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Longitudinal associations of neighborhood socioeconomic characteristics and alcohol availability on drinking: Results from the Multi-Ethnic Study of Atherosclerosis (MESA)

Overview of attention for article published in Social Science & Medicine, November 2015
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Mentioned by

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7 tweeters

Citations

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10 Dimensions

Readers on

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43 Mendeley
Title
Longitudinal associations of neighborhood socioeconomic characteristics and alcohol availability on drinking: Results from the Multi-Ethnic Study of Atherosclerosis (MESA)
Published in
Social Science & Medicine, November 2015
DOI 10.1016/j.socscimed.2015.09.030
Pubmed ID
Authors

Allison B. Brenner, Luisa N. Borrell, Tonatiuh Barrientos-Gutierrez, Ana V. Diez Roux

Abstract

Neighborhood socioeconomic characteristics and alcohol availability may affect alcohol consumption, but adequate longitudinal research to support these hypotheses does not exist. We used data from the Multi-Ethnic Study of Atherosclerosis (MESA) (N = 6163) to examine associations of changes in neighborhood socioeconomic status (SES) and alcohol outlet density, with current, weekly, and heavy daily alcohol consumption in hybrid effects models. We also examined whether these associations were moderated by gender, race/ethnicity, and income. Increases in neighborhood SES were associated with decreases in the probability of current alcohol use after adjustment for age, gender, race/ethnicity, individual SES, marital status and time since baseline [probability ratio (PR) per SD increase in neighborhood SES = 0.96, 95% confidence interval (CI) (0.96.0.99)]. Increases in liquor store densities were associated with increases in weekly alcohol consumption [ratio of weekly drinks per SD increase in outlet density = 1.07, 95% CI (1.01.1.05) for men, PR = 1.11, 95% CI (1.01.1.21) for women]. Relationships between current alcohol use and neighborhood SES and between weekly beer consumption and neighborhood SES were generally stronger among those with higher incomes. Neighborhood socioeconomic context and the availability of alcohol may be important for understanding patterns of alcohol use over time, and for targeting interventions and policies to reduce harmful alcohol use.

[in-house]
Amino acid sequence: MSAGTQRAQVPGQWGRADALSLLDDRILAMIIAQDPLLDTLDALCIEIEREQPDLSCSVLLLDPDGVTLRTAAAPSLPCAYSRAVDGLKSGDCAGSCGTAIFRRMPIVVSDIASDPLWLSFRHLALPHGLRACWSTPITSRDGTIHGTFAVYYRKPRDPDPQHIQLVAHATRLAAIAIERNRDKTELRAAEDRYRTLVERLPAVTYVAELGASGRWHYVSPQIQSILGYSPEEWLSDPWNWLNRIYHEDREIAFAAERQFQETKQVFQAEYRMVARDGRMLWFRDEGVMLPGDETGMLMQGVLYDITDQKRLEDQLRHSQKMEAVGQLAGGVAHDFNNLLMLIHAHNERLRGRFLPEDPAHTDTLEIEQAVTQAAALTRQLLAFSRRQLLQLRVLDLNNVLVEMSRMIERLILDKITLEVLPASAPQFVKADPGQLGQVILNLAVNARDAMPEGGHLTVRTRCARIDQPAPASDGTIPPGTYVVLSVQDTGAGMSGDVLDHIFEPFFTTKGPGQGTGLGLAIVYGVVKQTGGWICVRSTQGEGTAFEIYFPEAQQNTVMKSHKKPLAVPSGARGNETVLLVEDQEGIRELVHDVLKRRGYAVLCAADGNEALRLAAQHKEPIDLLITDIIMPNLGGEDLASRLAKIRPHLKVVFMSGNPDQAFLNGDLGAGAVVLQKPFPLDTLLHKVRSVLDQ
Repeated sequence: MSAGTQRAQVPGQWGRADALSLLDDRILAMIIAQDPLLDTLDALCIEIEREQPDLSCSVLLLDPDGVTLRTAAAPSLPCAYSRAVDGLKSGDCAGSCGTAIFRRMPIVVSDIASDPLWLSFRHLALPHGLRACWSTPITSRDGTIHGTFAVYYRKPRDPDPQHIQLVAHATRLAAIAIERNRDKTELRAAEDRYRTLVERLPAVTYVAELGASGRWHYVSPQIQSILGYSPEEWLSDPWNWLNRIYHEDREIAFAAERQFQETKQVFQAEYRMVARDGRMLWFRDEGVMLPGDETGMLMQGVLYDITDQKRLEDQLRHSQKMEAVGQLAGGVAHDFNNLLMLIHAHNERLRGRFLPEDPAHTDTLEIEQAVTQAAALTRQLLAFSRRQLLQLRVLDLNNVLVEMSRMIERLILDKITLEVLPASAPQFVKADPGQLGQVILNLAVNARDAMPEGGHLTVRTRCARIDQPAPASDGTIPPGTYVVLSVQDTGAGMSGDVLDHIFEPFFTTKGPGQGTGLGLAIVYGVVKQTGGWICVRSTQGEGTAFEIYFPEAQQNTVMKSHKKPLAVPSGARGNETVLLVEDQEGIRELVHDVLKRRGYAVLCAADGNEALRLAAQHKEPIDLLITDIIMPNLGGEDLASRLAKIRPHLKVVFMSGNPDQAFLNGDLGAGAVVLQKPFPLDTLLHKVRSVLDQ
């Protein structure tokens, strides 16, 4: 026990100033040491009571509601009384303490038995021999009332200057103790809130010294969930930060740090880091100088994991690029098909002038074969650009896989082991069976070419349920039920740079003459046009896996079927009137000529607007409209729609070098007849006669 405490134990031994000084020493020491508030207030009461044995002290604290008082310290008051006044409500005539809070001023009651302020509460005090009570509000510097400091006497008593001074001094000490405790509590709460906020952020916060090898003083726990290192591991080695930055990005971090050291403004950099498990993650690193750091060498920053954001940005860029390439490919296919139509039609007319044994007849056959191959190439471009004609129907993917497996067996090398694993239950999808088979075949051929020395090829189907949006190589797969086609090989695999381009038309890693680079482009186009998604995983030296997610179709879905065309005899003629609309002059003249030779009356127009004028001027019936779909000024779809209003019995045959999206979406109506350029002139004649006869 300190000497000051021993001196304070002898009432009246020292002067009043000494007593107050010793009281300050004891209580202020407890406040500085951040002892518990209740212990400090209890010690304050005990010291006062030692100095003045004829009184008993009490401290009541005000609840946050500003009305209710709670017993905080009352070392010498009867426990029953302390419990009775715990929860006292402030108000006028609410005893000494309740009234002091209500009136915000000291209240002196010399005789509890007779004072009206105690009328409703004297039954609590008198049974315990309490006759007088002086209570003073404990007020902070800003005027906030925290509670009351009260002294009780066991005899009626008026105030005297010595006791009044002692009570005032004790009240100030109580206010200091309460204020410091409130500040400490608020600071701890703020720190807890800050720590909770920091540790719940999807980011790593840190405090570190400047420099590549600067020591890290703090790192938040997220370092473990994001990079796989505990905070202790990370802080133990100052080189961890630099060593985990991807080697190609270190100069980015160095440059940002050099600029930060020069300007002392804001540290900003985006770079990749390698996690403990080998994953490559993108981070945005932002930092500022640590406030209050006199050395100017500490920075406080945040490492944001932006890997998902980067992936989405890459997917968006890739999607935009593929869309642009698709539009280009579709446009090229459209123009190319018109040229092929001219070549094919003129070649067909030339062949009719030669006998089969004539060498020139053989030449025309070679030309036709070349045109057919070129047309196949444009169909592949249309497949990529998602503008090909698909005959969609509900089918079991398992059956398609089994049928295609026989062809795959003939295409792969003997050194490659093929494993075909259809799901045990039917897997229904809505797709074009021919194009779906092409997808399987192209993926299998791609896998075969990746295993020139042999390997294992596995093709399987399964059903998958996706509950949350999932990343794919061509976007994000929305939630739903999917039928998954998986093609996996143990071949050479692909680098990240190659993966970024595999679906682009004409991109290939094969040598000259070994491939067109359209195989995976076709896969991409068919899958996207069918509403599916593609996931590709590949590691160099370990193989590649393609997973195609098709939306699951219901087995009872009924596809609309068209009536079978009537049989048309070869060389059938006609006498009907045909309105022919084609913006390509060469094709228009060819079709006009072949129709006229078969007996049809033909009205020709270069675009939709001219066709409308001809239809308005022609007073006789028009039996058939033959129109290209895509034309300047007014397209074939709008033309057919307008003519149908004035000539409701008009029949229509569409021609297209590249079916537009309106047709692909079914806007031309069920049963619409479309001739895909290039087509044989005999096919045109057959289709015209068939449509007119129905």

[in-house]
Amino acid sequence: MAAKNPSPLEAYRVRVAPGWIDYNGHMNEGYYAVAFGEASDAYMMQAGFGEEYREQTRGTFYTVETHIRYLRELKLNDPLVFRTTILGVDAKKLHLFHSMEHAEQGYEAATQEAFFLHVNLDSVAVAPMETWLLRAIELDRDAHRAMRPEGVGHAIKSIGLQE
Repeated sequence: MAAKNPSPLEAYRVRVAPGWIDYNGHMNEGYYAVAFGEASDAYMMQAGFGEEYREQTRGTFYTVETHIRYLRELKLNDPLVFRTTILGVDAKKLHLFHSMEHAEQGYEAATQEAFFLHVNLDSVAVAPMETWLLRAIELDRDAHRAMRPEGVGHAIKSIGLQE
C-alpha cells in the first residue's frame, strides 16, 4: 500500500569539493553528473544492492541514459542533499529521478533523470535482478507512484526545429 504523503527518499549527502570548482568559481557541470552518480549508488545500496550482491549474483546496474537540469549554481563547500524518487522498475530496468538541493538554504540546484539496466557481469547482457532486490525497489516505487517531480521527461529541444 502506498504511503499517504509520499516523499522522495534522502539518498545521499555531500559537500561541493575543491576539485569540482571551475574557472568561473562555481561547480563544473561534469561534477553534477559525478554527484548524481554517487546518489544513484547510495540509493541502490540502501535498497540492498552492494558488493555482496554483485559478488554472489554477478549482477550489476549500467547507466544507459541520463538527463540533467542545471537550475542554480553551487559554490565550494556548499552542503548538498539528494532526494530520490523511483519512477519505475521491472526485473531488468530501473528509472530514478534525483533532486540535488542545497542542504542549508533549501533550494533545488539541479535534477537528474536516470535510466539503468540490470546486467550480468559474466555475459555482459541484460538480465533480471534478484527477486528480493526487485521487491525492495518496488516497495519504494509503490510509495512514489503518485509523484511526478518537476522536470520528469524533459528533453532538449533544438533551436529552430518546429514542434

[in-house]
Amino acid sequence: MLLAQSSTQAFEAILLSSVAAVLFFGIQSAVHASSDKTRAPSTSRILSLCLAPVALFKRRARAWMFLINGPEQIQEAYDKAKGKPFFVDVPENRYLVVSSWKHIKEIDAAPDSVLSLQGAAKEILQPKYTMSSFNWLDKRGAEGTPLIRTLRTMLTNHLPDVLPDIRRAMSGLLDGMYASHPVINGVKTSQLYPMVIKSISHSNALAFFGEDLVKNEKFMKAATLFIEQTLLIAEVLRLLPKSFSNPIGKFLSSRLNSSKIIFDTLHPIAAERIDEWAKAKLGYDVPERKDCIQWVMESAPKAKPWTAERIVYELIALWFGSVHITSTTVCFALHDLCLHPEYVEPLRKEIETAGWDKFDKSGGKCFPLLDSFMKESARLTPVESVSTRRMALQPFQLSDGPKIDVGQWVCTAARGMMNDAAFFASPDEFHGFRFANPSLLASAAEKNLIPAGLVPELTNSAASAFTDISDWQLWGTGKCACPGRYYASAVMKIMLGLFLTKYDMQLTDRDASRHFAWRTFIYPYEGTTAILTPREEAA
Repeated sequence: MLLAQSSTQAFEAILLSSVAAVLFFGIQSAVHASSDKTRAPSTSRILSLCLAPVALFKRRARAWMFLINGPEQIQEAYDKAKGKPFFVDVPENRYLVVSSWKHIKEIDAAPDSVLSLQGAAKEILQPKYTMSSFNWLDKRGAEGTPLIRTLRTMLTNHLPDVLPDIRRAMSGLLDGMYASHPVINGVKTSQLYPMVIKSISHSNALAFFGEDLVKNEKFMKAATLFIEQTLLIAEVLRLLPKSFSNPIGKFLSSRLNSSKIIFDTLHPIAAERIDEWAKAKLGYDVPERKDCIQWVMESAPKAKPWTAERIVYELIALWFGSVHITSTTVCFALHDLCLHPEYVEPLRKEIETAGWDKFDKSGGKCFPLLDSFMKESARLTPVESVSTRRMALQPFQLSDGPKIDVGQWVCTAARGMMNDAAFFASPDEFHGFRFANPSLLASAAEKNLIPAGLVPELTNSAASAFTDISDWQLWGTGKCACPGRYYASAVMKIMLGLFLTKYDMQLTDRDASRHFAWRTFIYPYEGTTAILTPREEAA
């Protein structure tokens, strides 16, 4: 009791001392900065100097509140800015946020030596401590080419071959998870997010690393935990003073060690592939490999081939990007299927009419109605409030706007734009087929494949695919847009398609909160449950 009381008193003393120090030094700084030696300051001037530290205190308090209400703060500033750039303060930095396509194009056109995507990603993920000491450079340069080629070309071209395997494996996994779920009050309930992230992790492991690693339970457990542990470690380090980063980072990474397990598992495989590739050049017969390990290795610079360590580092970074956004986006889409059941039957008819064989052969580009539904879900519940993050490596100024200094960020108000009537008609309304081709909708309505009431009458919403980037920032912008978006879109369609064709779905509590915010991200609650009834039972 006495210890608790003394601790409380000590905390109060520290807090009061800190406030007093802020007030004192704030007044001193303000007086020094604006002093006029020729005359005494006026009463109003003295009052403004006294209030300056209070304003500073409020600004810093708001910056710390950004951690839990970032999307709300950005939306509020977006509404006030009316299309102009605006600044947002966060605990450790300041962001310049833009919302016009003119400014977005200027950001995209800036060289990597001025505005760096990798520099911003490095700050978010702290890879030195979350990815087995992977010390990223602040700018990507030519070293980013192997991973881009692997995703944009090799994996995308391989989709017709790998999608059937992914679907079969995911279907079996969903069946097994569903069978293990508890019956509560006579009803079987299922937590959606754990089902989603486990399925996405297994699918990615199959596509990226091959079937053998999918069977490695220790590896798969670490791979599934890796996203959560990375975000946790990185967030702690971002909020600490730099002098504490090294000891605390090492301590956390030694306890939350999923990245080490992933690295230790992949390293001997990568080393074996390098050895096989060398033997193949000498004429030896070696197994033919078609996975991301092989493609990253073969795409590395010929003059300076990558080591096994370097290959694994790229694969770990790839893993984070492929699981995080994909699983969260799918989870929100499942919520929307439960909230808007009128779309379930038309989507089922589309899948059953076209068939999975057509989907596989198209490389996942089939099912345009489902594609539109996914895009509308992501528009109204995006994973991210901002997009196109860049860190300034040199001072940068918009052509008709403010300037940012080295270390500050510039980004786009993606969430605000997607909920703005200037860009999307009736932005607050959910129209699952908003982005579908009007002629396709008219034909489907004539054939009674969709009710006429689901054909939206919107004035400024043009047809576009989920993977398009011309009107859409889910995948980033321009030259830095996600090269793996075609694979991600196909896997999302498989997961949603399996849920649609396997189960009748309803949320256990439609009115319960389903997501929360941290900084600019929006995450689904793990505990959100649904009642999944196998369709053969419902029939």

Twitter Demographics

The data shown below were collected from the profiles of 7 tweeters who shared this research output. Click here to find out more about how the information was compiled.

Mendeley readers

The data shown below were compiled from readership statistics for 43 Mendeley readers of this research output. Click here to see the associated Mendeley record.

Geographical breakdown

Country Count As %
United States 1 2%
New Zealand 1 2%
Unknown 41 95%

Demographic breakdown

Readers by professional status Count As %
Student > Ph. D. Student 14 33%
Researcher 5 12%
Professor 4 9%
Student > Bachelor 4 9%
Unspecified 4 9%
Other 12 28%
Readers by discipline Count As %
Social Sciences 13 30%
Medicine and Dentistry 7 16%
Psychology 6 14%
Unspecified 6 14%
Nursing and Health Professions 3 7%
Other 8 19%

Attention Score in Context

This research output has an Altmetric Attention Score of 4. This is our high-level measure of the quality and quantity of online attention that it has received. This Attention Score, as well as the ranking and number of research outputs shown below, was calculated when the research output was last mentioned on 09 October 2015.
All research outputs
#3,069,284
of 12,266,780 outputs
Outputs from Social Science & Medicine
#3,203
of 7,269 outputs
Outputs of similar age
#65,322
of 254,150 outputs
Outputs of similar age from Social Science & Medicine
#83
of 123 outputs
Altmetric has tracked 12,266,780 research outputs across all sources so far. This one has received more attention than most of these and is in the 74th percentile.
So far Altmetric has tracked 7,269 research outputs from this source. They typically receive a lot more attention than average, with a mean Attention Score of 11.1. This one has gotten more attention than average, scoring higher than 54% of its peers.
Older research outputs will score higher simply because they've had more time to accumulate mentions. To account for age we can compare this Altmetric Attention Score to the 254,150 tracked outputs that were published within six weeks on either side of this one in any source. This one has gotten more attention than average, scoring higher than 73% of its contemporaries.
We're also able to compare this research output to 123 others from the same source and published within six weeks on either side of this one. This one is in the 31st percentile – i.e., 31% of its contemporaries scored the same or lower than it.